This page in Swedish

Research Projects

Comparative efficacy of pain relieving interventions to reduce procedural pain in neonates: A systematic review and network meta-analysis

About this project

About this project

Project information

Projekt Status

In progress

Contact

External

Research environments

All babies experience pain and those in intensive care receive an average of 12 painful procedures a day with less than half receiving pain relief. Effective interventions to reduce newborn procedural pain exist (e.g breastfeeding, skin contact, sugar water, non nutritive sucking), but the small number of head-to-head comparisons between interventions limits identification of a “Gold Standard” approach. By using network meta-analysis this project will allow us to determine what treatment or combination of treatments is likely to be best. By using existing evidence, instead of starting a new clinical trial, we can provide recommendations more quickly and at a lower cost.

Marsha

The project is lead by Marsha Campbell-Yeo.

Researchers

Researchers

Research Teams

Research funding bodies

  • Canadian Institutes of Health Research (CIHR)

Collaborators

  • Adrian Levy , Dalhousie University, Halifax
  • Balpreet Singh, Dalhousie University, Halifax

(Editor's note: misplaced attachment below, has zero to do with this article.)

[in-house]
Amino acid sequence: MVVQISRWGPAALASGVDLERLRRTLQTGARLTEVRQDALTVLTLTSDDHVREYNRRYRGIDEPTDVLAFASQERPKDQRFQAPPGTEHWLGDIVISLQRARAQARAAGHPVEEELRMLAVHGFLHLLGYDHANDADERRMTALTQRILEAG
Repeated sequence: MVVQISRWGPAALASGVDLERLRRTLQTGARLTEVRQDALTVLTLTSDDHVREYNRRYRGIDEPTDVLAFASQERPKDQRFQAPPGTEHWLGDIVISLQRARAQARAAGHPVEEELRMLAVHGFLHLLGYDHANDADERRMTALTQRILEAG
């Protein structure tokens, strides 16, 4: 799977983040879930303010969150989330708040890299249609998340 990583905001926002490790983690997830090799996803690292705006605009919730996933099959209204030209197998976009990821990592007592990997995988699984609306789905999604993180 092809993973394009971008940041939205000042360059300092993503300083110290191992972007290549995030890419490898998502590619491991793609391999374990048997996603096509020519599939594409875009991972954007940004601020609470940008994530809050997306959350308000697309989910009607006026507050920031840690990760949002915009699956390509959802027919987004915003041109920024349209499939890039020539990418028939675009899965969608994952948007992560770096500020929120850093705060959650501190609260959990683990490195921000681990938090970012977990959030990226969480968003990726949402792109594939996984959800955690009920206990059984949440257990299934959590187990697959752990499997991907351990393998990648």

• Bonnie Stevens, University of Toronto
  • Britney Benoit, Dalhousie University, Halifax
  • Celeste Johnston, McGill University, Montreal
  • Christine Chambers, Dalhousie University, Halifax
  • Denise Harrison, University of Ottawa
  • George Collier, Nova Scotia Health Research Foundation
  • Inglis Darlene, Dalhousie University, Halifax
  • Janet Curran, Dalhousie University, Halifax
  • Jason Busse, McMaster University, Hamilton
  • Jula Kontak, Nova Scotia Health Research Foundation
  • Karen Lasby, Canadian Association of Neonatal Nurses
  • Kate Robson, Canadian Premature Babies Foundation
  • Madge Buus-Frank, Vermont Oxford Network
  • Prakesh Shah, University of Toronto
  • Rebecca Pillai Riddell, York University, Toronto
  • Robin Parker, Dalhousie University, Halifax
  • Ruth Martin-Misener, Dalhousie University, Halifax
  • Samina Ali, University of Alberta
  • Timothy Disher, Dalhousie University, Halifax